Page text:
Because that I struggle with spelling so much, it is very important to me that my girls spell well, and it is something that we focus on. (Obviously not the only thing we focus on)

KimPossible's picture
Joined: 05/24/06
Posts: 3312

All the kids who do really really well at spelling bees study the definitions anyway, and learn etymology. Spelling and definition and etymology all go hand in hand. Learning the definition should in theory only improve your spelling.

I get that it changes the whole dynamic a lot, and will mean that some people will do better than others that may not necessarily have done so in the original format...but overall, i think it sounds like a positive.

KimPossible's picture
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"freddieflounder101" wrote:

You will still win Scrabble tournaments.

or hangman! Smile

ClairesMommy's picture
Joined: 08/15/06
Posts: 2299

Perhaps the reason why I have an issue with kids learning to spell words this way, by rote, is because I am a huge proponent of phonics. To me, spelling bees are just examples of memorization and nothing more. Yeah, a kid has memorized this really bizarre word that nobody ever uses or has heard of (which in an of itself is pretty pointless, IMO) but are they then able to attempt to correctly spell a word by breaking it down phonetically first? I don't think bees are like detrimental and messing up a kid's mind or anything like that, I just think they're pointless. You memorized the spelling of a word. Yay. Now, use that word in a sentence.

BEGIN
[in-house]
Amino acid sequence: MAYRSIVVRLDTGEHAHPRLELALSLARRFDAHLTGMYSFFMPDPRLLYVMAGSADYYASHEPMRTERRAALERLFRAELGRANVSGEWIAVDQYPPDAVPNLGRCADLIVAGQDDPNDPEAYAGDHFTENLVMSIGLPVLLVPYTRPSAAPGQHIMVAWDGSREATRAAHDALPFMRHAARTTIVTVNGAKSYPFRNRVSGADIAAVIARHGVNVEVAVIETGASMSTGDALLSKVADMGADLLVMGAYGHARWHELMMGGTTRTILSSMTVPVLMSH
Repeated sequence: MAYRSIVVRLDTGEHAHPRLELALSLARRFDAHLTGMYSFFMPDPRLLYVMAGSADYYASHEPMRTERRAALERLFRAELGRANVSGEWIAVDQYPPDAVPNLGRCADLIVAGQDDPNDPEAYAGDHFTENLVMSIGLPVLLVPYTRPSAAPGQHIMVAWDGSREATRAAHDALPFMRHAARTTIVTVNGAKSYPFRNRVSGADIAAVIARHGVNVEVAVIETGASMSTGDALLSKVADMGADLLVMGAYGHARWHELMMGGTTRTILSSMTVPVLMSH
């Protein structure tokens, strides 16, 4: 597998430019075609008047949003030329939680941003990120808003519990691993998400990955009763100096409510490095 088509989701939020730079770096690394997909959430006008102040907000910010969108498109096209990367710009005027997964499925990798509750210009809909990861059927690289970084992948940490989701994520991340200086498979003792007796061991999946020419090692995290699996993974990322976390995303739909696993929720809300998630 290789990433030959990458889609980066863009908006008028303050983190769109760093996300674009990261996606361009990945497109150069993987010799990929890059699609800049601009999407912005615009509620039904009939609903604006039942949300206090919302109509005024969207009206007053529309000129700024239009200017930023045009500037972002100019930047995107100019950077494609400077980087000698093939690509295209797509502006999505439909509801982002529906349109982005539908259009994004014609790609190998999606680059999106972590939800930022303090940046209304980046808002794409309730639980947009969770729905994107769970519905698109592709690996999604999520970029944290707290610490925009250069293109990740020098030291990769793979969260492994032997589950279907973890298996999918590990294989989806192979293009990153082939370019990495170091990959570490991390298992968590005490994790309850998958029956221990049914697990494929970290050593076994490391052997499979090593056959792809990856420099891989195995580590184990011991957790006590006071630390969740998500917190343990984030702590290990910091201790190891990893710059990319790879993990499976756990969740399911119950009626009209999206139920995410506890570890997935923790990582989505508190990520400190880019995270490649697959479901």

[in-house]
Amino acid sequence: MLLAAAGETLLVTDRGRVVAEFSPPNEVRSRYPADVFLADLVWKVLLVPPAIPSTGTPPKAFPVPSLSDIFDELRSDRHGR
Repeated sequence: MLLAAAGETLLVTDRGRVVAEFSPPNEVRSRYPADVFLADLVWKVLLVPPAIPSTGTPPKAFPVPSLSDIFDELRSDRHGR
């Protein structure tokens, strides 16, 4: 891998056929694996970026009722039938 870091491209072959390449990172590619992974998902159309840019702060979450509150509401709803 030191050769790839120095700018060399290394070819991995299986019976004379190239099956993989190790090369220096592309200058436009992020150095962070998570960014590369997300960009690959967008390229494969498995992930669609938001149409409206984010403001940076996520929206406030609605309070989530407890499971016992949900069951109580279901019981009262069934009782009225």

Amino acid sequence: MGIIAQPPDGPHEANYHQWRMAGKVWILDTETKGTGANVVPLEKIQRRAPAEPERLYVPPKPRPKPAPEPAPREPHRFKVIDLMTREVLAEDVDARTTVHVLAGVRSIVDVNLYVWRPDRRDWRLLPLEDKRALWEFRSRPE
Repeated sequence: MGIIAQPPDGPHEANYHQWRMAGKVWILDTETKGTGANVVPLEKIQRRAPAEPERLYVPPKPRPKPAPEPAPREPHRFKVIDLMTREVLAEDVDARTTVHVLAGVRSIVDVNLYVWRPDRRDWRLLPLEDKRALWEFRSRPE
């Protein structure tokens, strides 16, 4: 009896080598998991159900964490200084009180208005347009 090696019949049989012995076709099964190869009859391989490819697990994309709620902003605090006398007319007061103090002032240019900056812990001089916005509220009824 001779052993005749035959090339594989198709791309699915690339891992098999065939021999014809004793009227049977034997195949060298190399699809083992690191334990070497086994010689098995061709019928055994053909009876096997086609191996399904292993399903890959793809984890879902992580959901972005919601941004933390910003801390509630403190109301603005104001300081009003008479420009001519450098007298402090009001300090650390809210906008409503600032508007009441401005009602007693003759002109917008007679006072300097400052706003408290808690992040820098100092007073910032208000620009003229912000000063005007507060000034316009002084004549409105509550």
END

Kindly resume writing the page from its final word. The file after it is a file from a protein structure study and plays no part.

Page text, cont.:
KimPossible's picture
Joined: 05/24/06
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"ClairesMommy" wrote:

Perhaps the reason why I have an issue with kids learning to spell words this way, by rote, is because I am a huge proponent of phonics. To me, spelling bees are just examples of memorization and nothing more. Yeah, a kid has memorized this really bizarre word that nobody ever uses or has heard of (which in an of itself is pretty pointless, IMO) but are they then able to attempt to correctly spell a word by breaking it down phonetically first? I don't think bees are like detrimental and messing up a kid's mind or anything like that, I just think they're pointless. You memorized the spelling of a word. Yay. Now, use that word in a sentence.

Thats what i'm saying though....spelling bees really aren't about memorization. Sure a great majority of the kids who compete, thats all they do is memorize, but the ones who really get into it and become really good at it do so much more than that. They learn about the words, they learn about the etymology of words, thats why the ask for definitions and origins....you can't memorize every word, so you deduce if the "FFF" sound comes from a "PH" or an actual "F" based on what the world actually means and where it comes from.

I like spelling bees and they are so much more complex than just memorizing words if you want to actually get serious about it.

Joined: 03/08/03
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I like spelling bees too, for the reasons Kim said.